I was so busy when he made the first attempt on his life. My friend, my creative partner. I had neglected his messages. I had been a poor friend. “I was mad at my mom”, he told me, still in a daze from the drug cocktail. On his way up, he had carved a swastika in the sole of his foot with a switchblade and colored the wound with an ink pen. A prison tattoo.
As he told me the details, apologizing for his own lack of self-worth, I recall hearing a faint song somewhere in the distance. “When I find myself in times of trouble, Mother Mary comes to me. Speaking words of wisdom: Let it Be.”
I realized nothing could save his life. Nothing but the faith I was in the process of rejecting. He had always been different from the others. His behavior was wordly (a term used within the religion to identify outsiders). His speech was at times littered with profanity and absurdist, offensive jokes. He had lived a rough life, growing up in the border town of Laredo. But he had been trying to straighten himself out. He married a woman in the faith–another old friend of mine.
His internal struggle was between faith and oblivion. Mine was between faith and freedom.
When I formally left the faith, having spent years in turmoil doing what I could for the petite revolutionary cause, I knew I would lose him. His struggle, his recovery, hinged upon the rejection of apostates like me. There was the Josh who did well; attending meetings and conventions and proselytizing. And there was the Josh who did poorly; swallowing pills, drowning himself in ethanol, and associating with the likes of me. There could be no inbetween. He held onto our friendship for as long as he could, but his well being and self care were so wrapped up in the proclamations of an apocalyptic, millennarian religion that soon I became yet another subversive element to remove.
I miss him. And I miss her, too. Stephanie. A sweet girl I had grown up around, and another creative partner for which the deepest parts of me ache. Together, the three of us spent hours chatting and laughing and making absurdist, offensive jokes for a tiny but dedicated audience of YouTube subscribers. In those days there were no politics, there was no world outside our own. We had only our own brand of surrealist nonsense where even the faith became irrelevant.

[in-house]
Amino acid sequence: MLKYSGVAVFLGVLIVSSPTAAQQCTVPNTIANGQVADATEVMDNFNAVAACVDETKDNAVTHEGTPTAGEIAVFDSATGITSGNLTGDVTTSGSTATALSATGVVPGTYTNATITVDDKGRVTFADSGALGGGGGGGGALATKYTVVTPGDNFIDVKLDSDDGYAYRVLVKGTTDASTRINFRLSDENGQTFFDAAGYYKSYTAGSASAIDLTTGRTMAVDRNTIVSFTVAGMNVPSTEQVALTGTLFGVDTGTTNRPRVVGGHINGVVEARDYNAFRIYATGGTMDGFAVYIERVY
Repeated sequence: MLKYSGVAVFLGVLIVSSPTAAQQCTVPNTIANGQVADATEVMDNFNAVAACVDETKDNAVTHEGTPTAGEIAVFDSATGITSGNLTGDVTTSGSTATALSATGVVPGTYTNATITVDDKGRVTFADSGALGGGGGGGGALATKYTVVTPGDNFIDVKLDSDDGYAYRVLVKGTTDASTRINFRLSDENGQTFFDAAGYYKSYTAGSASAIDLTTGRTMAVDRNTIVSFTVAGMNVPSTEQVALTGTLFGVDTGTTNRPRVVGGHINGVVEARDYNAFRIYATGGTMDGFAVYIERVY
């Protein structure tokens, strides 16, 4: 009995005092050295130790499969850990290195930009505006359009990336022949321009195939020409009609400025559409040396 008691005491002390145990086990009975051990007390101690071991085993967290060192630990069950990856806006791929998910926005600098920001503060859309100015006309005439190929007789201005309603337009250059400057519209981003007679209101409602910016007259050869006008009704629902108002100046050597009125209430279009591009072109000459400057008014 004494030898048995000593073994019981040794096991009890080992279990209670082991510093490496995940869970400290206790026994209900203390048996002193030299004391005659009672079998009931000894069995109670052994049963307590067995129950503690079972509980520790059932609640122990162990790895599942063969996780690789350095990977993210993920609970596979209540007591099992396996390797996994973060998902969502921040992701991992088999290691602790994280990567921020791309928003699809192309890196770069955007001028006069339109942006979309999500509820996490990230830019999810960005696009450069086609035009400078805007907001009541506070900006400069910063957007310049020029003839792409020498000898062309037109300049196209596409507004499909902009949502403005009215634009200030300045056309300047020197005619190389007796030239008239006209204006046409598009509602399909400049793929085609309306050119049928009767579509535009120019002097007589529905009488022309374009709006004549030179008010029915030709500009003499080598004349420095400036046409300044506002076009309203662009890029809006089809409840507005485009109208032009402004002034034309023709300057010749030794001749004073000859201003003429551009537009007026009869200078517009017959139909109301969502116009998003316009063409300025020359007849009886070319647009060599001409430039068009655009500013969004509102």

She had moved two thousand, three hundred miles to Washington. When I said goodbye, I knew I would never see her again. There was no optimism that these old friends reunite. I knew she, too, would reject me for rejecting the faith. “I can no longer call myself a Jehovah’s Witness,” I told her through text. “I’m sorry. I don’t want to take your faith away from you.” I felt her heart break two thousand, three hundred miles away. She had just been baptized, entering into a formal contract with the Watchtower Bible and Tract Society of Pennsylvania. Speaking to apostates is a serious offense punishable by expulsion. If she were expelled, even her own family would be forbidden from associating with her. There could be no keeping in touch. Not even on social media.
If I could choose any two people to learn and grow with, to love and support and laugh and tell absurdist, offensive jokes to, I would choose Josh and Stephanie. But I’ve lost them; not to death, but to the regressive ideas of a religion. We will live and die without each other.
And now, when I find myself in times of trouble, Mother Mary only whispers to me: “They’re gone.”